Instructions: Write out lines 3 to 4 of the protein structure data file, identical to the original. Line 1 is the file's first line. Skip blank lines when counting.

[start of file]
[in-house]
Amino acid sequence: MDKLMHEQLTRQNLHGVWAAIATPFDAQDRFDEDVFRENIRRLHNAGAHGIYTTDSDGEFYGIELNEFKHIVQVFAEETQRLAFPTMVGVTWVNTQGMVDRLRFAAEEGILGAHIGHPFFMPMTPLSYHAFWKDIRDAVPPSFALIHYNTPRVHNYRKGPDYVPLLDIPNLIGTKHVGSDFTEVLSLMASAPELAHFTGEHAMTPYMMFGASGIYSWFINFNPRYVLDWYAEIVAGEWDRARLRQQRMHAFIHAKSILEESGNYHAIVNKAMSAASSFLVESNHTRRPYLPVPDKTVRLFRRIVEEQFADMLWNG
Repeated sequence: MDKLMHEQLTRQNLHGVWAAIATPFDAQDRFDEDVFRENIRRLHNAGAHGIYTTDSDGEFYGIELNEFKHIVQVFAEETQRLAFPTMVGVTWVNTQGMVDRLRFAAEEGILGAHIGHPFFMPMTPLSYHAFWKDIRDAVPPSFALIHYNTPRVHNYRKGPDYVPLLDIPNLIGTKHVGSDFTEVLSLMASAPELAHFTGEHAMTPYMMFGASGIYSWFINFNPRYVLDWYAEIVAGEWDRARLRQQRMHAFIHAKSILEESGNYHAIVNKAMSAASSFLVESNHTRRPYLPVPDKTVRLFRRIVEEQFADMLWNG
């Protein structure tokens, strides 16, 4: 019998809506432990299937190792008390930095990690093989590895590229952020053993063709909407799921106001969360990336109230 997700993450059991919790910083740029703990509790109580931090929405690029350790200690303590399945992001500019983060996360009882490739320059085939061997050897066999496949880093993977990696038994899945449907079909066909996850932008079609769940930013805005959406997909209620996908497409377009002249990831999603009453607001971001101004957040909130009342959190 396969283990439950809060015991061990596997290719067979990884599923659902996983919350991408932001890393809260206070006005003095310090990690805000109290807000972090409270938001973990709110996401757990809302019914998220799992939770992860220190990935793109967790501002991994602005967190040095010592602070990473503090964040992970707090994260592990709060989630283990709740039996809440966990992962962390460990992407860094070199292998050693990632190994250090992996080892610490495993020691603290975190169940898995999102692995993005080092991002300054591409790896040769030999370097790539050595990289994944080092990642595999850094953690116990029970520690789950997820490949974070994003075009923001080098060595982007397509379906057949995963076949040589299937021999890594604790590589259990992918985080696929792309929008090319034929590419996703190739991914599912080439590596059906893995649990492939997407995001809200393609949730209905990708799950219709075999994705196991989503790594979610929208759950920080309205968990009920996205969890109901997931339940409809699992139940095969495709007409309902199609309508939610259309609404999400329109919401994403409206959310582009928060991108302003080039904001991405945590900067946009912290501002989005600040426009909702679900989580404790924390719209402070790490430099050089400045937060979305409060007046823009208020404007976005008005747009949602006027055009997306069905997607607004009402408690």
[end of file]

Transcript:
Repeated sequence: MDKLMHEQLTRQNLHGVWAAIATPFDAQDRFDEDVFRENIRRLHNAGAHGIYTTDSDGEFYGIELNEFKHIVQVFAEETQRLAFPTMVGVTWVNTQGMVDRLRFAAEEGILGAHIGHPFFMPMTPLSYHAFWKDIRDAVPPSFALIHYNTPRVHNYRKGPDYVPLLDIPNLIGTKHVGSDFTEVLSLMASAPELAHFTGEHAMTPYMMFGASGIYSWFINFNPRYVLDWYAEIVAGEWDRARLRQQRMHAFIHAKSILEESGNYHAIVNKAMSAASSFLVESNHTRRPYLPVPDKTVRLFRRIVEEQFADMLWNG
């Protein structure tokens, strides 16, 4: 019998809506432990299937190792008390930095990690093989590895590229952020053993063709909407799921106001969360990336109230 997700993450059991919790910083740029703990509790109580931090929405690029350790200690303590399945992001500019983060996360009882490739320059085939061997050897066999496949880093993977990696038994899945449907079909066909996850932008079609769940930013805005959406997909209620996908497409377009002249990831999603009453607001971001101004957040909130009342959190 396969283990439950809060015991061990596997290719067979990884599923659902996983919350991408932001890393809260206070006005003095310090990690805000109290807000972090409270938001973990709110996401757990809302019914998220799992939770992860220190990935793109967790501002991994602005967190040095010592602070990473503090964040992970707090994260592990709060989630283990709740039996809440966990992962962390460990992407860094070199292998050693990632190994250090992996080892610490495993020691603290975190169940898995999102692995993005080092991002300054591409790896040769030999370097790539050595990289994944080092990642595999850094953690116990029970520690789950997820490949974070994003075009923001080098060595982007397509379906057949995963076949040589299937021999890594604790590589259990992918985080696929792309929008090319034929590419996703190739991914599912080439590596059906893995649990492939997407995001809200393609949730209905990708799950219709075999994705196991989503790594979610929208759950920080309205968990009920996205969890109901997931339940409809699992139940095969495709007409309902199609309508939610259309609404999400329109919401994403409206959310582009928060991108302003080039904001991405945590900067946009912290501002989005600040426009909702679900989580404790924390719209402070790490430099050089400045937060979305409060007046823009208020404007976005008005747009949602006027055009997306069905997607607004009402408690």